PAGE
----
At Reason, we like a good challenge. So when a client came to us and asked us to help them brand, design, validate and prototype a new insurance proposition in 5 weeks, we got pretty excited.
Things definitely got hectic, but for a project with such scope, moving at such a pace, everything went pretty smoothly. In the end, we had a branded proposition with a clear vision, a prototyped experience that got stakeholders excited, and over 2.5k visits to a landing page inviting customers to get early access.
Not bad for 5 weeks, 4 rounds of experiments, a 3 person core team, 2 rounds of user research, and 1 late night.
Along the way, we learned a few things. We hope they’ll help us (and you) run projects better in the future.
Plan, plan, plan
At Reason, we run Roadmapping sessions with the client at the beginning of each project. This gives everyone the opportunity to ask questions and align on what’s in and out of scope. We tend to start the process internally with the entire project team involved; that way we have a balanced perspective of the effort needed to bring a product to market.
When we ran the client through our Roadmap, we realised we could push the process even further. What really ended up helping on this project is to be super thorough in our planning - down to single days, and key meetings and decision points.
Doing this so early into the process was tricky, and we did end up shuffling the sessions around. For the most part though, it helped clear up everyone’s diaries and give the team clarity on what needed to be delivered, when.
Set expectations early
“That’s not what I thought you meant by prototype!” If only I had £1 for every time a client said that to me...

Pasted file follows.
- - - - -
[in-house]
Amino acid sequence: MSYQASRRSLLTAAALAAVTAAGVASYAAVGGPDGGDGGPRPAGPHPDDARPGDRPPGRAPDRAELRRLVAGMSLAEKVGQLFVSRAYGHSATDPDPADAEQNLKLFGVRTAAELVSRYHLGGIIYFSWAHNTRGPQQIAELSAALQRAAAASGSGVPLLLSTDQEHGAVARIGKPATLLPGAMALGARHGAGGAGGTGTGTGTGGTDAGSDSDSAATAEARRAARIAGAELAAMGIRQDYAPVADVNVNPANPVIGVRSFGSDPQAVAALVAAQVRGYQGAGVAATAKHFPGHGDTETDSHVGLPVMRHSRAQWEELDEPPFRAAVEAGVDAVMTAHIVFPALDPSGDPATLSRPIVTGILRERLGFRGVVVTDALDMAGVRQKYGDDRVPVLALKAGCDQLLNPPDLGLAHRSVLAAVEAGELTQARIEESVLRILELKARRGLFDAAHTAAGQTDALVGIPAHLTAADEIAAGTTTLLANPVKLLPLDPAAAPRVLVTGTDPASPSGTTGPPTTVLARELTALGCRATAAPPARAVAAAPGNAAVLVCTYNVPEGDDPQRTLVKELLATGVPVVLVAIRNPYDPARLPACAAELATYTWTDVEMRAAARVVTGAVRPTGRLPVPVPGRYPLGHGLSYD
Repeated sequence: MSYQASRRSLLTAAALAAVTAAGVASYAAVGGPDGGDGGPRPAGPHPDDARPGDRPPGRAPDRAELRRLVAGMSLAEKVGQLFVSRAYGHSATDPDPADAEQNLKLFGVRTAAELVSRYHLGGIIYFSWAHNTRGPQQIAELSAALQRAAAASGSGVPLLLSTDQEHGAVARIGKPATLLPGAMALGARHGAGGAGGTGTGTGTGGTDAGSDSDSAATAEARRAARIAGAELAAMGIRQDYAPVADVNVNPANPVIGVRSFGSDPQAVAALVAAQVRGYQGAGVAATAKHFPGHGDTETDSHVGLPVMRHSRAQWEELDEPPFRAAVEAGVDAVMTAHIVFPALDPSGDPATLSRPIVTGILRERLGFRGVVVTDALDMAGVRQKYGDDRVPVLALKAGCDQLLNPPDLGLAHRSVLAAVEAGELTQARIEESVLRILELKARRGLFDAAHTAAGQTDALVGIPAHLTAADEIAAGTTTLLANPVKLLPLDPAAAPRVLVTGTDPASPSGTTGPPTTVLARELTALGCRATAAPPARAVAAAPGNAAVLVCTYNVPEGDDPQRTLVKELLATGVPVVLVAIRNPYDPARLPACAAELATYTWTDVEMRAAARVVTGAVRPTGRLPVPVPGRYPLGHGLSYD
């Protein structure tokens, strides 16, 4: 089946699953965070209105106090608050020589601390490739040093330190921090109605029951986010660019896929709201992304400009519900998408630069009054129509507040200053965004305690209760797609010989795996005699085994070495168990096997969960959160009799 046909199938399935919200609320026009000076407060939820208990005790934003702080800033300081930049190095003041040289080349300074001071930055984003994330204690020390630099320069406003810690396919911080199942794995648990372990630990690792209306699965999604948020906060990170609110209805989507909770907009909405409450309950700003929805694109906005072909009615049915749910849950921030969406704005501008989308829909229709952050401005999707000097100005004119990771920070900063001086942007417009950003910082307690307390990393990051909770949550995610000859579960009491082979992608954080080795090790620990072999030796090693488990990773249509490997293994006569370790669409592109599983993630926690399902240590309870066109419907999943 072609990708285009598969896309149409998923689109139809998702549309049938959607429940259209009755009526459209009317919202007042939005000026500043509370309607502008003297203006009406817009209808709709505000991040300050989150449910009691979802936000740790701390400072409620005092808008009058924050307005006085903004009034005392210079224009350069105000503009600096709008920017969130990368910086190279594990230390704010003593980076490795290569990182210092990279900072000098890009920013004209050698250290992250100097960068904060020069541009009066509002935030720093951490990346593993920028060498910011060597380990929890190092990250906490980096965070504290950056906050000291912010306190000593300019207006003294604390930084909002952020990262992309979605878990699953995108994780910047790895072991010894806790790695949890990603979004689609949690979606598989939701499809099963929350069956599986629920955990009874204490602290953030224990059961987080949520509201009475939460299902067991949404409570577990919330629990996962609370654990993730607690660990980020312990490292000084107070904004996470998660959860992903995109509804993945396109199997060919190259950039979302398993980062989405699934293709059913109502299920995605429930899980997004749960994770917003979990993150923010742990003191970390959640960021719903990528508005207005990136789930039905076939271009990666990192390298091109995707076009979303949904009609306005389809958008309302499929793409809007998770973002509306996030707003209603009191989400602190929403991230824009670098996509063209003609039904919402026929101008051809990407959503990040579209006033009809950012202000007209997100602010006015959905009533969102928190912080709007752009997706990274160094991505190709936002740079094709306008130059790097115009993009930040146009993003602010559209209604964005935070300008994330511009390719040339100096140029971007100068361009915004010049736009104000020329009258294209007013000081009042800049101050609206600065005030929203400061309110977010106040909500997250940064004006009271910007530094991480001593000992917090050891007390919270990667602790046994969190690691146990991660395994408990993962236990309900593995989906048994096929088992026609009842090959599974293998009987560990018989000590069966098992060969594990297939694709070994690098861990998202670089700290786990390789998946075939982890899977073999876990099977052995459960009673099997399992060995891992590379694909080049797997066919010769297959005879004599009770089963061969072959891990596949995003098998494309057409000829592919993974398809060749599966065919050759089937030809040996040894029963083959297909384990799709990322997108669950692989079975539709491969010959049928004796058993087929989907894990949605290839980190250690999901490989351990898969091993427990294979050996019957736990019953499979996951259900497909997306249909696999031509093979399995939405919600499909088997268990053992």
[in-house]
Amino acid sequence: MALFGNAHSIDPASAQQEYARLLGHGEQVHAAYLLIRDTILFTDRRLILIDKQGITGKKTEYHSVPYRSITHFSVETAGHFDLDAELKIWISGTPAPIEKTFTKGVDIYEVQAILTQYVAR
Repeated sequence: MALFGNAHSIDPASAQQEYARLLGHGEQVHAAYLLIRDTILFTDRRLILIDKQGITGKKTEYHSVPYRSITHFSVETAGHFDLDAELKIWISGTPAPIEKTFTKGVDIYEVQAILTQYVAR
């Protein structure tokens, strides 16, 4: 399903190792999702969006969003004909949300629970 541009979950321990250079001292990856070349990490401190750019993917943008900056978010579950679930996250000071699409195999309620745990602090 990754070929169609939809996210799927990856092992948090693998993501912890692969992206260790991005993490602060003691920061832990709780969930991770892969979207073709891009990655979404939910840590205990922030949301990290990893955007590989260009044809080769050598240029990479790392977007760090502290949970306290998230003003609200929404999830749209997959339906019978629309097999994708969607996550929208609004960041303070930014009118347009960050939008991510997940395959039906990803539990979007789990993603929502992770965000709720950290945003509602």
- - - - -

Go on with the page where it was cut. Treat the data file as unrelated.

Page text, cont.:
Failing to clarify expectations is often the biggest failure of any project. So we started with the basics. Clarifying what we each meant by prototype, experiments, minimum viable brand. When we could, we showed the client an example output from previous projects and asked them if that was what they had in mind.
This helped us set a minimum level of expectations with the client, understanding exactly what they needed us to deliver and why - that way we could tailor our output for the right purpose.
Bring the right people in at the right time
We’re strong believers in minimum viable teams. They are key to moving fast and removing waste from projects. We find the right people with the right skillset and put them on the project at the right time.
That could mean having a 6 person team for 6 weeks, and could also mean having a core team of 3 and bringing in any additional resource as and when needed. On this brief, we went with the latter option. That meant we could keep a tight team running at maximum speed, and dropped in additional resource to deliver specific pieces of output or to add specific skills to the team when needed.
Check in with the client, often
Sometimes client requirements change, other times we learn something along the way that require us to pivot. Which is why checking in often with the client, especially on such a fast paced project, made all the difference. We never went more than a couple of days without an update, and had at least one Bounce & Build session a week to make decisions, pivot or kill experiments.
Sure, that sounds like a stressful pace. In fact, it helped us make decisions often and fast, and move our experiments along as quickly as possible.
Give yourself a (tiny) buffer
Weeks 1 to 3 were a blur. In retrospect, it seems mad to think we delivered as much as we did. Then in week 4 and 5, we could finally breathe - a little bit, occasionally. We still had a lot to do, but having set everything up so early meant we could finally resurface, take a big breath and rethink where our experiments were taking us.
That also gave us space to rethink one of our deliverables, and make it even more powerful.
We’re currently planning the next phase of bringing this exciting new proposition into market, and we’re making sure we apply what we've learned.